When the recently late daredevil Chuck Yeager became the first human to break the sound barrier in 1947, observers knew it by the thunderous boom that rang out over the Mojave desert, marking the feat.
For all its epochal-sounding significance, no magnificent sonic clap accompanies the achievement of “quantum supremacy.” No roar pierces people’s ears to confirm the moment a quantum computer performs a specially designed calculation so fast it leaves a traditional computer hopelessly in the dust. Claims of quantum supremacy are harder to parse.
That’s because today’s quantum computers are still highly immature and the limits of classical computing are not exactly well understood, even by the field’s leading theorists. So demonstrations of so-called supremacy remain a squishy science. (Look no further than IBM disputing rival Google’s celebrated experiment last year.)
It’s with circumspection then that one must regard last week’s quantum supremacy claims by a team of researchers at the University of Science and Technology of China in Hefei. The group said it produced in 200 seconds a calculation that would take a regular computer 2.5 billion years to replicate—an extremely bold claim. (You can read the paper, published in the journal Science on Dec. 3, here.)
Already, there are big caveats. The Chinese team’s equipment cannot be programmed to do anything else, for example. (Programmability is, usually, considered table-stakes for a computer.) Whereas the quantum computer used in Google’s experiment can be adapted to other purposes, the Chinese rig is rigid and inflexible. This is like the difference between building a stick-in-the-ground sundial versus a comparatively more complex accounting tool like an abacus, as one head of quantum research at a major Wall Street bank put it to me. Generally speaking, the abacus is more impressive, or at least more potentially useful.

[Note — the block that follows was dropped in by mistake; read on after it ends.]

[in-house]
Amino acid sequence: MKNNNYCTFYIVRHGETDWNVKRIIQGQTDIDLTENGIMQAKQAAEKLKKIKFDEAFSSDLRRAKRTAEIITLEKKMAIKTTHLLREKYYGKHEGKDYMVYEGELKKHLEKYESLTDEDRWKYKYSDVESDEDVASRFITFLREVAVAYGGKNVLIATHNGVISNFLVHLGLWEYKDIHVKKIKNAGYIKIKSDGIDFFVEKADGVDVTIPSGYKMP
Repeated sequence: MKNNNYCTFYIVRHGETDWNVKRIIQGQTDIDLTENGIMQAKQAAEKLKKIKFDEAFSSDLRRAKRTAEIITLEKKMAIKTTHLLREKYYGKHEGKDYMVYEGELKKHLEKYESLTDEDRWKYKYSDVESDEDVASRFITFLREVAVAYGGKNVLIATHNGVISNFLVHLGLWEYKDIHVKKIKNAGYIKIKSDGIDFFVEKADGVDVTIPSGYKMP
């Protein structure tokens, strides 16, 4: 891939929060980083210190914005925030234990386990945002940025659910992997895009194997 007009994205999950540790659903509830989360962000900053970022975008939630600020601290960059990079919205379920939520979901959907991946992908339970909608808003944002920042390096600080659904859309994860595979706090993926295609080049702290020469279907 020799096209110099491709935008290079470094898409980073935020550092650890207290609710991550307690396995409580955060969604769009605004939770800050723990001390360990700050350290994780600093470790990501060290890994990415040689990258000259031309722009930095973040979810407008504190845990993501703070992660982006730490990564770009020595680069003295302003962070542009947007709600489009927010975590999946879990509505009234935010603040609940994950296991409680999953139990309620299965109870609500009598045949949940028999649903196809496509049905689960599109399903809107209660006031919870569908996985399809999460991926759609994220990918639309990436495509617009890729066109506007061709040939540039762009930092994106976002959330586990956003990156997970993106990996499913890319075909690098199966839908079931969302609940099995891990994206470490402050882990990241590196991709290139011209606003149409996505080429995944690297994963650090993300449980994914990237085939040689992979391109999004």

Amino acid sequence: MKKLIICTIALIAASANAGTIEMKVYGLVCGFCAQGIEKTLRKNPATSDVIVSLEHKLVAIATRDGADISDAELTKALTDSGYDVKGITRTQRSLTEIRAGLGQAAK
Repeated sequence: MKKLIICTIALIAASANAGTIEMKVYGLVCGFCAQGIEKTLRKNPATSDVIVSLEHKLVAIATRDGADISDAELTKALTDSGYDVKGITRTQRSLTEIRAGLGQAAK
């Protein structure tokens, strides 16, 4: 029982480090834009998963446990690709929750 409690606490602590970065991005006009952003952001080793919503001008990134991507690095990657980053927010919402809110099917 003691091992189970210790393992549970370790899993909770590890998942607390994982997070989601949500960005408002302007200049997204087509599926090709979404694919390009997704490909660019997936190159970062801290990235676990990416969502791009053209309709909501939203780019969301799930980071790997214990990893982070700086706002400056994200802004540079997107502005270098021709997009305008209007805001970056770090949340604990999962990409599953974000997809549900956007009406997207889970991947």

Then there’s the question of whether the Chinese team’s central claim—that its quantum computer can blazingly outperform a regular computer by a mind-melting factor of 100 trillion—will hold up under scientific scrutiny. Other teams are already reportedly working to refute the assertion; the Google quantum team, not to be outdone, is said to be working to disprove the claim, or at least set it back considerably. John Martinis, a quantum leader who left Google earlier this year, openly shared his doubts about the recent result at an Australian conference yesterday. (Google did not immediately reply to Fortune’s request for comment.)
Despite these reservations, the experiment is worthy of celebration. “It is a first-rate victory for China in quantum computing,” says Greg Kuperberg, a mathematician at the University of California at Davis who specializes in quantum theory. “They are working hard to catch up with the West in scientific research in general, which is a difficult but valuable goal,” he says. (Even if the work “feeds political insecurities in Washington,” he adds.)
The experiment also represents a major proof point for photonics, a light beam-based hardware approach to building quantum computers that has received short shrift compared to other leading approaches, like superconducting qubits (pursued by IBM, Google, Rigetti) and ion traps (Honeywell, IonQ). Each approach has unique advantages and drawbacks.
It will be ironic, of course, if Google pushes back against the Chinese team’s result, similar to how IBM countered its own. Then again, that’s just how science works. “Either they’ll succeed or else the claim will be stronger for it,” Scott Aaronson, a theoretical computer scientist who runs a popular, if niche, blog about the industry, says of Google’s probing.
Whether or not this particular result holds, quantum supremacy experiments are bound to proceed in fits and starts for the foreseeable future. It’s a race between the leading edge in quantum computing and advances in traditional computing methods, each one trying to outpace the other.
It may not be a sonic boom, but it is the pop of a starting pistol.